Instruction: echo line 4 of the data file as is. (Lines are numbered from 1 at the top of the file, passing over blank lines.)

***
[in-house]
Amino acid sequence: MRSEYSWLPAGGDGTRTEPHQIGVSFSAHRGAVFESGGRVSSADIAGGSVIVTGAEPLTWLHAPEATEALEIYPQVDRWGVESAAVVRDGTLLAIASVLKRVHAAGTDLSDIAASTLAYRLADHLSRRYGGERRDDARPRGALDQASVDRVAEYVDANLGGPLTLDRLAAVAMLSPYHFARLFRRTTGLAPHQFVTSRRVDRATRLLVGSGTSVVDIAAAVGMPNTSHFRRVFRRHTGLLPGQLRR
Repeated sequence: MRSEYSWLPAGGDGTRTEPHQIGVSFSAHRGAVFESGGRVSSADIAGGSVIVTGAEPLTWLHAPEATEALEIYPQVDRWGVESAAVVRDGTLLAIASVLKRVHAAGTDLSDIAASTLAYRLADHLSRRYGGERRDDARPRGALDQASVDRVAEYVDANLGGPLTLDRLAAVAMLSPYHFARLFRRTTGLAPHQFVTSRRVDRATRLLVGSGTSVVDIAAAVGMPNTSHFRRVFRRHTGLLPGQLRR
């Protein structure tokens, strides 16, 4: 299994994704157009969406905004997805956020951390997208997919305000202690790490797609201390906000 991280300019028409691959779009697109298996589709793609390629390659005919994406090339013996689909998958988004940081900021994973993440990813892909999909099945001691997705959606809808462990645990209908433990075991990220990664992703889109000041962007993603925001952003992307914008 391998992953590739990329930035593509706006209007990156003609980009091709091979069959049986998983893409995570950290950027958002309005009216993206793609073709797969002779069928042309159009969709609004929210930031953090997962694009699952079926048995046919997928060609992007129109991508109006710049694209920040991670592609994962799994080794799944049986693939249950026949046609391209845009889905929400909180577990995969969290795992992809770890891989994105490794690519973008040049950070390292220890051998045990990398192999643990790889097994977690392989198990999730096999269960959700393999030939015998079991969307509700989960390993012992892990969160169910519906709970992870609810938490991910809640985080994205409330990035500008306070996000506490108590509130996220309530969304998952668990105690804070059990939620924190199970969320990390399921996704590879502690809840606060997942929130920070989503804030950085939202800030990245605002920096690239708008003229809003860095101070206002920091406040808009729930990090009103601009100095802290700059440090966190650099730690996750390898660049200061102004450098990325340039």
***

């Protein structure tokens, strides 16, 4: 299994994704157009969406905004997805956020951390997208997919305000202690790490797609201390906000 991280300019028409691959779009697109298996589709793609390629390659005919994406090339013996689909998958988004940081900021994973993440990813892909999909099945001691997705959606809808462990645990209908433990075991990220990664992703889109000041962007993603925001952003992307914008 391998992953590739990329930035593509706006209007990156003609980009091709091979069959049986998983893409995570950290950027958002309005009216993206793609073709797969002779069928042309159009969709609004929210930031953090997962694009699952079926048995046919997928060609992007129109991508109006710049694209920040991670592609994962799994080794799944049986693939249950026949046609391209845009889905929400909180577990995969969290795992992809770890891989994105490794690519973008040049950070390292220890051998045990990398192999643990790889097994977690392989198990999730096999269960959700393999030939015998079991969307509700989960390993012992892990969160169910519906709970992870609810938490991910809640985080994205409330990035500008306070996000506490108590509130996220309530969304998952668990105690804070059990939620924190199970969320990390399921996704590879502690809840606060997942929130920070989503804030950085939202800030990245605002920096690239708008003229809003860095101070206002920091406040808009729930990090009103601009100095802290700059440090966190650099730690996750390898660049200061102004450098990325340039």